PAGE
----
Laparoscopic versus open ventral hernia repair in obese patients: a long-term follow-up

Dvir Froylich*, Miriam Segal, Adam Weinstein, Kamal Hatib, Eitan Shiloni, David Hazzan

*Corresponding author for this work

Research output: Contribution to journalArticlepeer-review

40 Scopus citations

Abstract

Background: Ventral hernia repair in obese patients has a high perioperative morbidity and recurrence. The laparoscopic approach may reduce those rates. This study compares those outcomes following laparoscopic ventral hernia repair (LVHR) with the standard open approach (OVHR) in obese patients. Methods: A retrospective review of patients with a BMI > 30 kg/m2 that had undergone ventral hernia repair (VHR) between 2004 and 2012 was included. Demographics, perioperative complications and recurrence rates were compared between the two approaches. Hernia size was divided into three categories (small, medium and large). Physical examination and CT imaging mainly evaluated recurrences. Results: A total of 186 patients that underwent VHR were included, 35 patients had LVHR. Groups did not differ in terms of age, gender, ASA score, BMI and in rates of primary or incisional ventral hernia repair. The laparoscopic repairs were performed on significantly larger hernias (48.6 vs. 28.9 % categorized as large, p = 0.02). The operative time was significantly longer in the laparoscopic repair (102 vs. 67 min, p < 0.01). Overall, perioperative complications following LVHR and OVHR were 17.1 versus 20.5 % (p = 0.53). Wound-related complications were lower in the LVHR group (5.7 vs. 15.8 %, p = 0.09). After a mean follow-up of 58 months, recurrence rates in the laparoscopic and open approaches were 20.0 versus 27.1 % (p = 0.28), respectively. Advanced age was found to be a significantly protector from recurrence (OR −0.03; 95 % CI 0.96–0.01, p = 0.01). OVHR carries an odds ratio of 2.7 (95 % CI 0.88–8.2, p = 0.07) for recurrence compared with OVHR. Conclusions: The risk of recurrence after VHR in obese patients is high. Laparoscopic approach offers a better perioperative and recurrence outcome. We believe that change in those outcomes is possible through weight loss procedures, but may need further studies to be conducted in the form of prospective randomized trials.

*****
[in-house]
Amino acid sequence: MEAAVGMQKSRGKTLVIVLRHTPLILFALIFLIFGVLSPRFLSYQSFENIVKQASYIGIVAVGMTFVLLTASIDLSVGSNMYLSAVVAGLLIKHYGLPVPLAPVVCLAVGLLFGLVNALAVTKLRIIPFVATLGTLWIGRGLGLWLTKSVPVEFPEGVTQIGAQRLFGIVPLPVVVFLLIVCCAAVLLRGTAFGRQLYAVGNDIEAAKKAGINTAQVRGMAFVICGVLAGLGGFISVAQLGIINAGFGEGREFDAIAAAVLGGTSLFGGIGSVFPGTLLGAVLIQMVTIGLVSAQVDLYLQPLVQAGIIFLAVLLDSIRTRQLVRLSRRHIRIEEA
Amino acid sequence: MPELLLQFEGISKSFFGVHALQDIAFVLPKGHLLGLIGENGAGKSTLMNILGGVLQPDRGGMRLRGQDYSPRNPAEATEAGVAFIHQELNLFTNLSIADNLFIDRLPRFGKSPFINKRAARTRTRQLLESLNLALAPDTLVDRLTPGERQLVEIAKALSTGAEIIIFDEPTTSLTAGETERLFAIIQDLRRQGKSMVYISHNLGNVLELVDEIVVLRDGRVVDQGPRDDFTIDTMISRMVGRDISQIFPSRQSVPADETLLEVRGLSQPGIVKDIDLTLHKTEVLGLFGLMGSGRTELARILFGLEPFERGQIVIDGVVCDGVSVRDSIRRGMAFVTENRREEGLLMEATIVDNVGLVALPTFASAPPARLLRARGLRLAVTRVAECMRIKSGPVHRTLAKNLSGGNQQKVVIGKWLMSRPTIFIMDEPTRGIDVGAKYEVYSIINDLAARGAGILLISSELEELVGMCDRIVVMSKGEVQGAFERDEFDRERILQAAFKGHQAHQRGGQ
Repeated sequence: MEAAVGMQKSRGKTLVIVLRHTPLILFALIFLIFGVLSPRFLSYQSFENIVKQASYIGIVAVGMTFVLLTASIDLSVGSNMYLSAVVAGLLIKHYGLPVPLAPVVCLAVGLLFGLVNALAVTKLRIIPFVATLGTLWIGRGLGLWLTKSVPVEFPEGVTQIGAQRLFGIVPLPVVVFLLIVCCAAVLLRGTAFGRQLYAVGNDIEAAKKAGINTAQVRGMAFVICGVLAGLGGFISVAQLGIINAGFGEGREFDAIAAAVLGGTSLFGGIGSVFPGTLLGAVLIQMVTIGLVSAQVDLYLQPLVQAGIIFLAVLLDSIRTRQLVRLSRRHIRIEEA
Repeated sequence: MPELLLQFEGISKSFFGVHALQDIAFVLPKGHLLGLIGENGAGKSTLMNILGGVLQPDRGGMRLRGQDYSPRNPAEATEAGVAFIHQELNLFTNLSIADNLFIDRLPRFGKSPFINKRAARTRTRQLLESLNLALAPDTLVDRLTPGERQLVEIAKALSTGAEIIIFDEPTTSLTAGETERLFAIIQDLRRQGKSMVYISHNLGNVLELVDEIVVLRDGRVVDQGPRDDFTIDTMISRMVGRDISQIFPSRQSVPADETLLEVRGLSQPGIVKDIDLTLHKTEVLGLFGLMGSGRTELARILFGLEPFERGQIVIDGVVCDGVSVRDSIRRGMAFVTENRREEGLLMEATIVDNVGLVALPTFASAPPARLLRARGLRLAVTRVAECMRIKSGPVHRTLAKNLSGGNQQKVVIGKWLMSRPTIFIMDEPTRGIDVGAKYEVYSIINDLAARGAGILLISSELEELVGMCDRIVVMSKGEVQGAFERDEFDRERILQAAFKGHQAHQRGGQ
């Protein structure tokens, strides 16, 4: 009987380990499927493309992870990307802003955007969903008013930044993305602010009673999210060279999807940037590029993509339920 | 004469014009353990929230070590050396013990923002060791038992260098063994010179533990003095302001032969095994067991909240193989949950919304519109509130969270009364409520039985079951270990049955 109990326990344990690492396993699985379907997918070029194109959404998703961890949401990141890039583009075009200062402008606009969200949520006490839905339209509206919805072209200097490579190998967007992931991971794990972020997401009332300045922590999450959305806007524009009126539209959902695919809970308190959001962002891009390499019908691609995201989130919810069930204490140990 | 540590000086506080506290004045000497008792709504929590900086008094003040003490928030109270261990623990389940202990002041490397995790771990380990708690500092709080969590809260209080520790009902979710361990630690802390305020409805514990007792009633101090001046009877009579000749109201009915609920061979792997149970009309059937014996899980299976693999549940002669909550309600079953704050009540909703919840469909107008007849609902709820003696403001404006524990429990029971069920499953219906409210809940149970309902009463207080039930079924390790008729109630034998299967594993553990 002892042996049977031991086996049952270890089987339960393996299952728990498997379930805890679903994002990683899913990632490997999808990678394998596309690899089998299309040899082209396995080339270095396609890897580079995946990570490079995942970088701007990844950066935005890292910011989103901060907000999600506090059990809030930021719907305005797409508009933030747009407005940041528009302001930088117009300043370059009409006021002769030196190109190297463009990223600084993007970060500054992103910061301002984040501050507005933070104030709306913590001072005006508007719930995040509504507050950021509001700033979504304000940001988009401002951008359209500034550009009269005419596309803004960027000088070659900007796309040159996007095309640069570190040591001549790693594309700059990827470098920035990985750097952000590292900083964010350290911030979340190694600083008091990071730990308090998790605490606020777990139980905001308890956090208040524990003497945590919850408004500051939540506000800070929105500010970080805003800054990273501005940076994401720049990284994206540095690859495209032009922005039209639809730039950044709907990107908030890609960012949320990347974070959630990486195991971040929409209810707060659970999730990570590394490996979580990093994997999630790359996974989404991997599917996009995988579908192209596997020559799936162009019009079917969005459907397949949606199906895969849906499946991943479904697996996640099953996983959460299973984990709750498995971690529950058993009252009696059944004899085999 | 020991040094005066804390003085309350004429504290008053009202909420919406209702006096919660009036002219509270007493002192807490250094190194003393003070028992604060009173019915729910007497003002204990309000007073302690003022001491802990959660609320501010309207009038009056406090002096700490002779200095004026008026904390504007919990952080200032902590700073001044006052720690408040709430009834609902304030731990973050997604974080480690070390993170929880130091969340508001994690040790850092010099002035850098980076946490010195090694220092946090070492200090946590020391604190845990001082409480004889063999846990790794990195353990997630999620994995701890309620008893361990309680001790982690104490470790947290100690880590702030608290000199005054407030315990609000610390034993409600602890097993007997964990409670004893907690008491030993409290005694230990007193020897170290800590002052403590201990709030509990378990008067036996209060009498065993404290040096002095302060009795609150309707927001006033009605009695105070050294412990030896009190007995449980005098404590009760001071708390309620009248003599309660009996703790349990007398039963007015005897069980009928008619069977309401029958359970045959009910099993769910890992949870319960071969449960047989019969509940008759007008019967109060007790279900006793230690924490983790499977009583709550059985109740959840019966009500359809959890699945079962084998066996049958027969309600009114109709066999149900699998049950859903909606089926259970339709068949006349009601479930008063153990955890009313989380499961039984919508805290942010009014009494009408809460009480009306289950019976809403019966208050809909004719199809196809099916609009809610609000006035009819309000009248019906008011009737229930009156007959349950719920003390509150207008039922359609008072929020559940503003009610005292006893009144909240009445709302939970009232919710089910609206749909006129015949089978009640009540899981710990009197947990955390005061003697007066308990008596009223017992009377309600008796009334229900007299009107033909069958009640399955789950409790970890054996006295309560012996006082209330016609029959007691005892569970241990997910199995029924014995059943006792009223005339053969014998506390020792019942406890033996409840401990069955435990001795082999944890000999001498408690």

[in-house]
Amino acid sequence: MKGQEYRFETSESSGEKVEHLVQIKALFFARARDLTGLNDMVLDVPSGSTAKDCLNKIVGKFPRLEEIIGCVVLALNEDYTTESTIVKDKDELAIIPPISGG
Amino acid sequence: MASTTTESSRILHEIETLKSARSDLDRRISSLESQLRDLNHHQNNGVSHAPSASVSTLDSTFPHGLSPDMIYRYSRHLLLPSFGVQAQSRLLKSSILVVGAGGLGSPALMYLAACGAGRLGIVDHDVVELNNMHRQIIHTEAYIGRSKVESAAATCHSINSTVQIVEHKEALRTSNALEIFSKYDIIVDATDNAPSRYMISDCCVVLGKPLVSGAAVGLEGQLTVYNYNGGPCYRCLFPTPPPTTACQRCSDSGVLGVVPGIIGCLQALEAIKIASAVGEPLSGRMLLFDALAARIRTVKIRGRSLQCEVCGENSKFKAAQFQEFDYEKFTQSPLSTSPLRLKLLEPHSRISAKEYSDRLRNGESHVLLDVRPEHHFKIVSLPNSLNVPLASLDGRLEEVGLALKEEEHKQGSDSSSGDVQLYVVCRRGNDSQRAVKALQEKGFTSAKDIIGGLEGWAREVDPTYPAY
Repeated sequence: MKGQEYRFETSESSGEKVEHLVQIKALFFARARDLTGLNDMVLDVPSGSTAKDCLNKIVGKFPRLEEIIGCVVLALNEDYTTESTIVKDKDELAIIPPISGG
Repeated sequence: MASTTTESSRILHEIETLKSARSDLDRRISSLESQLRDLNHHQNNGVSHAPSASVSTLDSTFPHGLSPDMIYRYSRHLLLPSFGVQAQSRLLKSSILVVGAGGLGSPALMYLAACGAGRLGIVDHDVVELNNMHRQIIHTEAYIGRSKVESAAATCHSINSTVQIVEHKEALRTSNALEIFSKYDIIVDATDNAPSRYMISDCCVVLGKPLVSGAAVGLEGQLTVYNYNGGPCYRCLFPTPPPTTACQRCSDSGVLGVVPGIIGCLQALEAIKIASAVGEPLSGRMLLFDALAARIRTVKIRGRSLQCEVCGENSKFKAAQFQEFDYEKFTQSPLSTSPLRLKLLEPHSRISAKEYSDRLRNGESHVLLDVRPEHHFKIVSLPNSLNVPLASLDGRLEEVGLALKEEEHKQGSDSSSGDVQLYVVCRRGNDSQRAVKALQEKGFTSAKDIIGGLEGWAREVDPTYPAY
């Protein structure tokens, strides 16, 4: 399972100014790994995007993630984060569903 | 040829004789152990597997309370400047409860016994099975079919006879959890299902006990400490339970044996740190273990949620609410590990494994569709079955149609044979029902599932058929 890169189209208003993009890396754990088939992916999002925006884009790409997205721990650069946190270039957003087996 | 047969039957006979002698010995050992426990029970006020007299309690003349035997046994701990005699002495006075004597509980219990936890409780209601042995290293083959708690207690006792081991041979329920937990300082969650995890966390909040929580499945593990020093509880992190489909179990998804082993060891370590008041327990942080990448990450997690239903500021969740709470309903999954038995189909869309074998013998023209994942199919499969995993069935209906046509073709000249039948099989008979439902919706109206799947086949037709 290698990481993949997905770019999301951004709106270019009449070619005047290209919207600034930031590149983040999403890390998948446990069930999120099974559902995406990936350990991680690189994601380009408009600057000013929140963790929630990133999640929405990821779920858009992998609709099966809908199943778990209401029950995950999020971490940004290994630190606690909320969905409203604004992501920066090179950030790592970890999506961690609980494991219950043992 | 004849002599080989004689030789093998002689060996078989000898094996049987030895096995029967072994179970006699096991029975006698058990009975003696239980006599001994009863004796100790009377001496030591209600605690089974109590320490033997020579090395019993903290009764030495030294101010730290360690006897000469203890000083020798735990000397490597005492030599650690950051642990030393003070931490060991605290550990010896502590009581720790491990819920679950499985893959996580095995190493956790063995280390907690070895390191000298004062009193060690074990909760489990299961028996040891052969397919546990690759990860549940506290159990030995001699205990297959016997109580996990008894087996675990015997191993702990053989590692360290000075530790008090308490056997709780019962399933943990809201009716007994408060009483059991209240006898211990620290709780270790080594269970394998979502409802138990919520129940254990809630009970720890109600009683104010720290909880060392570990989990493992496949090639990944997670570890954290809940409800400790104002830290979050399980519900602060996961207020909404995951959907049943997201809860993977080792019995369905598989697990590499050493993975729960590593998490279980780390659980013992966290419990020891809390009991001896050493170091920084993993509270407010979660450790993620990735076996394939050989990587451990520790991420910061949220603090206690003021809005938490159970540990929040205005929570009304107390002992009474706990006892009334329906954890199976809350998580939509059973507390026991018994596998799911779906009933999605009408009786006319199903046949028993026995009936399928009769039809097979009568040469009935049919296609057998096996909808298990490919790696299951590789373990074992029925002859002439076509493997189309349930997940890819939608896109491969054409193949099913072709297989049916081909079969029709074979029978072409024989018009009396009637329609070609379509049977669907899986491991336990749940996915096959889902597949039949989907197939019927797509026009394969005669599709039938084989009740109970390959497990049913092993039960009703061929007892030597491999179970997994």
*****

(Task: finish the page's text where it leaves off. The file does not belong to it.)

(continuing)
Original languageEnglish
Pages (from-to)670-675
Number of pages6
JournalSurgical Endoscopy and Other Interventional Techniques
Volume30
Issue number2
DOIs
StatePublished - 1 Feb 2016
Externally publishedYes

Keywords

  • Abdominal
  • Bariatric
  • Hernia
  • Obesity

Fingerprint

Dive into the research topics of 'Laparoscopic versus open ventral hernia repair in obese patients: a long-term follow-up'. Together they form a unique fingerprint.

Cite this